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photo: John Mancini

It’s All About Arts Magazine April 2018

THE HI-END – Crank It Up!
To be honest, this kinda music is for more hard-edged folks than me, but when something
special perks up, I’m all ears. The very first time I saw this group was less than a year ago at Sally O’
Brien’s in Somerville. It was early in their career, but their enthusiasm and spirited energy bristled
with real Boston rock & roll dedication, which basically consists of a punkish yen for bar-band sounds
combined with twitch, sincerity, and a good-time attitude. As for heritage, think of similar major outfits
like The Rolling Stones, Alice Cooper, AC/DC, Eddie and the Hot Rods, or some local heroes as
Aerosmith, The Nervous Eaters, The Neighborhoods, and Third Rail.
The Hi-End is made up of musicians from some of Boston’s best bands of recent past with
Johnny Carlevale (from J.C. & His All-Stars) = lead vocals, Curt Florczak (from B-Movie Rats and
Greg Allen’s Fringe Religion) = guitar/vocals, Anthony Giordano = bass, Bruno Giordano = guitar/
vocals, and Scott Sugarman = drums (all from The Boston Swindlers). That they are able to sculpt
their own identity in Boston’s music scene is a true testament to their collective talents. Their 2017
debut EP, 100 Proof, was a raw, back-to-basics blast, showcasing their sensibility, unpretentiously
enjoyable tunes, and most importantly, tremendous playing – already evident, though the polish had
yet to be applied to these upbeat tracks, full of imaginative, loopy edges. Crisply supporting their
unique suave vocalist, both guitars soar and dive, attacking during the solo jams, whilst the rhythm
section both grooves and growls, foretelling a strong desire to develop into an essential, cutting-edge
outfit. Now, here comes their new 7-song album, Before You Run Out of Luck, and their improvement is
immediately recognizable. Bypassing any comparisons, listening to these songs and seeing them
on stage is to immerse yourself in rock & roll’s glorious camaraderie. This is a mature band that will
give their all – and then some – to entertain and encompass their heritage. No juvenilia, but dedicated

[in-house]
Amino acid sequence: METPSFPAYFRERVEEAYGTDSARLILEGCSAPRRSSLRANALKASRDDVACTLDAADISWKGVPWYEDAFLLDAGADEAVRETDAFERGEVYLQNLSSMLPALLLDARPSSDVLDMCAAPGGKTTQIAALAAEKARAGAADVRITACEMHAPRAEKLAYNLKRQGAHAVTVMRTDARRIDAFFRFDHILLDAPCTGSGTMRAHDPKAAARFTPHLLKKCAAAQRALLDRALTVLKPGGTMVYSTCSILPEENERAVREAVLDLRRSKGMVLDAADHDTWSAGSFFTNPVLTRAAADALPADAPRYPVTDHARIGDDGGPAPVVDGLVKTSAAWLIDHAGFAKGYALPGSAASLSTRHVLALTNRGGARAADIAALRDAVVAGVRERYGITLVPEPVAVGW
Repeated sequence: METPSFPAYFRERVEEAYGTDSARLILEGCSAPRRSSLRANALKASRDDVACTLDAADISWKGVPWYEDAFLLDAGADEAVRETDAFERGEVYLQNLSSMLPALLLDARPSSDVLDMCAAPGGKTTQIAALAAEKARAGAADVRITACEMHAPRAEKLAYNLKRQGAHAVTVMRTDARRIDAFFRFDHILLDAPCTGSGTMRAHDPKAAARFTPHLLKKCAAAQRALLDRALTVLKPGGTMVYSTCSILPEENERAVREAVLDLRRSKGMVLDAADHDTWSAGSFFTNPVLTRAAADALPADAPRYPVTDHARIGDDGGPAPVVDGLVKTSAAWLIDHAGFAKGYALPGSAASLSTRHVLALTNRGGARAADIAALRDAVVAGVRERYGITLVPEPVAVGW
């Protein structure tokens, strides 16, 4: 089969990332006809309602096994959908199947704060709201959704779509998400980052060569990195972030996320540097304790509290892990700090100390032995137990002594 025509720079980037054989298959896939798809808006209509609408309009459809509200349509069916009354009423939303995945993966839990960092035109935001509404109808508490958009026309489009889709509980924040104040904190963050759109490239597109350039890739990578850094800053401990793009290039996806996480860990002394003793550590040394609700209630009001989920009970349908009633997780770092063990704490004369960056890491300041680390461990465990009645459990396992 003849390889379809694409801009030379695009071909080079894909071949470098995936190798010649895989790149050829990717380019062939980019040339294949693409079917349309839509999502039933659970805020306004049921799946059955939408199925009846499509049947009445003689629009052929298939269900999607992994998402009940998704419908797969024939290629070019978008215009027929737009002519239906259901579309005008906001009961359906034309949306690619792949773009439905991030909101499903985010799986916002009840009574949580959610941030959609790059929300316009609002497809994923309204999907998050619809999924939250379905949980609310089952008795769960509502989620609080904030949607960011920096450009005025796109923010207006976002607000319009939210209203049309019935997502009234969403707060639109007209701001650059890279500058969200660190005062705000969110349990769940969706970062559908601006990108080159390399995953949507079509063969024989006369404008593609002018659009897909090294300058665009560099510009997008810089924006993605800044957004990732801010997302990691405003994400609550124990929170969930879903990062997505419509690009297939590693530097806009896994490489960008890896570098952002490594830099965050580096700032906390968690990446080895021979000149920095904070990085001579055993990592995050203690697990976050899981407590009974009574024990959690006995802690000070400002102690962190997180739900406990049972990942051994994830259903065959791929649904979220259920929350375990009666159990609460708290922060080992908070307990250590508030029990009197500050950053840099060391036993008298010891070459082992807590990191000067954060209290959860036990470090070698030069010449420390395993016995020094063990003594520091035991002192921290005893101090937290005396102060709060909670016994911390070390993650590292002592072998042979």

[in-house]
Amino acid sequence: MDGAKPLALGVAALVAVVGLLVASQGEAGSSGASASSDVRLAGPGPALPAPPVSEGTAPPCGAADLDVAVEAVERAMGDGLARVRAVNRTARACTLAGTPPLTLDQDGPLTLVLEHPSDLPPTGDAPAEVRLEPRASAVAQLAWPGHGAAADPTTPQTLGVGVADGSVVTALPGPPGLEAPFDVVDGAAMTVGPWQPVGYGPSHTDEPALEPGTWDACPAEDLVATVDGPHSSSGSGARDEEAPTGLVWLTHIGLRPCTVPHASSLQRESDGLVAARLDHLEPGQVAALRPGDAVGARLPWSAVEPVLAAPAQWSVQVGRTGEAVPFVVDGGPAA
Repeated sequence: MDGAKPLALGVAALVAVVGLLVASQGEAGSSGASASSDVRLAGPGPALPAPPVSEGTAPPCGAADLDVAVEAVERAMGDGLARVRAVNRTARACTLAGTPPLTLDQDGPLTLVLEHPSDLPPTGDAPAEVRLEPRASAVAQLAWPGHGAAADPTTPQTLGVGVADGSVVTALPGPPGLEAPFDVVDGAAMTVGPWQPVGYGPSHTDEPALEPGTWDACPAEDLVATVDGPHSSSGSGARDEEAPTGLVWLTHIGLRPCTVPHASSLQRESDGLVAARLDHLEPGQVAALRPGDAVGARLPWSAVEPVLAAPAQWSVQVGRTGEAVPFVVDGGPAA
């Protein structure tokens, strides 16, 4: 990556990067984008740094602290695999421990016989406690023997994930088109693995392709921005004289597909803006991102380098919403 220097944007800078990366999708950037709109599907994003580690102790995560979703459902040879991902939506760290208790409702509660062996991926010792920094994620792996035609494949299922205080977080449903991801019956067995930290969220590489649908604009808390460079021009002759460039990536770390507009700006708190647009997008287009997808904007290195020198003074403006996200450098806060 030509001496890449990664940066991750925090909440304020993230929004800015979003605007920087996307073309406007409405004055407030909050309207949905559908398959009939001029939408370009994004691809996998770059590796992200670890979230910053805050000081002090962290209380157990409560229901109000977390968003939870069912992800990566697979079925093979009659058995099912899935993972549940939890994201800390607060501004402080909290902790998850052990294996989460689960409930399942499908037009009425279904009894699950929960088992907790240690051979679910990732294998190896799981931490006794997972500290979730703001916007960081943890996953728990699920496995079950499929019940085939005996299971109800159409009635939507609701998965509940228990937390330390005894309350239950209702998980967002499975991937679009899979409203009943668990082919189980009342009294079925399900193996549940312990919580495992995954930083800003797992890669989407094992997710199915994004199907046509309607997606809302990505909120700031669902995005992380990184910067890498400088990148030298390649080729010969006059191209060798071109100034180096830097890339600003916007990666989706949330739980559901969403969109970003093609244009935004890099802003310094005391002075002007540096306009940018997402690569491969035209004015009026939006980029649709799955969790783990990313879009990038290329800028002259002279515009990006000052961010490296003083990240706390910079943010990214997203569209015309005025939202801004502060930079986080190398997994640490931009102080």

followers of classic R&R: anything considered rebellious with spunk and style – British Invasion, 70s
punk, glitter, pub rock, hard rhythm and blues, early metal, power-pop, etc. Three tunes especially –
“Looking for Some Kicks”, “Blood Red Lips”, and “To Be Alive” – are absolute stand-outs and should
be blasting from radios around the world.
I had a chance to recently meet up with them to chat about their vision. They discussed their
formation for the 2016 J.P. Music Fest, which was met with great success. Scott said: “I guess we’re a
real band now!” and that material became their debut EP. Most of their current songs are worked out
in rehearsal sessions, sharing riffs and musical themes. Johnny, who has notebooks filled with lyrics
and ideas, sums up their approach: “We don’t get upset with what we’re doing until we’ve played it
enough. It’s always collaborative.” Bruno adds: “By the time we’re ready to record, everything has
coalesced.” Curt sums up this thought: “I don’t think we went in a conscious direction so much as we
kept developing the things that we felt represented us honestly and that we all enjoy playing. I feel
like with the new album, we’ve set ourselves up with a sound and vibe that is truly us.”
Their short-term goal is obviously more local shows with respectful, affirmative audience
response. A recent packed show at The Midway was met with effusive cheering and support. Anthony
added: “We must keep doing the right stuff – it just takes time! We wish we could have more
kids showing up, though sometimes our music doesn’t filter down to them. We have an upcoming
show with The Nervous Eaters, who have set a high standard for decades. We want to continue on
that same path.” As with most groups, getting press and radio play is a constant consternation that
plagues many. Rock music has been diluted as clubs close and fanzines disappear, though the internet
offers great personal hope. The possibility of bringing their sound to European festivals, which
honor the frenzied rock tradition, appeals to Johnny especially. One of his former rockabilly bands
found success there and he hopes that might be a bright turn of events for the group. Until then, they
plug on, write more stunning material, and hold their heads high. Definitely, check ‘em out now before
they hit that rocky road towards national prominence! Absolutely recommended!!
download the issue now!

by Curt Naihersey

Rockin’ on the Edges of The ‘Lypse

When you reach a Certain Age, you realize the The Apocalypse isn’t a singular flash of blinding light and instant death that burns life and institutions into their own shadows, nope. The End is but a slow, engorged-on-wealth beast, slouching towards Scottsdale, with a relentless gait that obliterates everything in a widening feedback loop of greedy anti-gravity and bullshit. Reagan and the Cold War. The Internet and Social Media. The Kardashians. Justin Bieber. Trump. You might as well toss the gentrification of Boston into that, too, economic terraforming that began transforming the socio-economic landscape of the city in the late Nineties and hasn’t stopped since. One of its many victims was the vital rock scene at the Rat in Kenmore Square, which shuttered its doors in ???, to be forever replaced by high-end condos and restaurants. Many black leather jackets called out in terror and were silenced. Something terrible definitely happened.

Many other venues followed suit and what we had was another End of an Era. But like with any disaster (slow or instantaneous), there is always, always the Sole Survivor—the apocryphal cockroach, that lives on not because it OMG wants to rebuild Society, but because it doesn’t give a shit. It Knows No Other Way. Nature gave the roach—and rock and roll—the genetic adaptations to survive, and so both will, fuck all.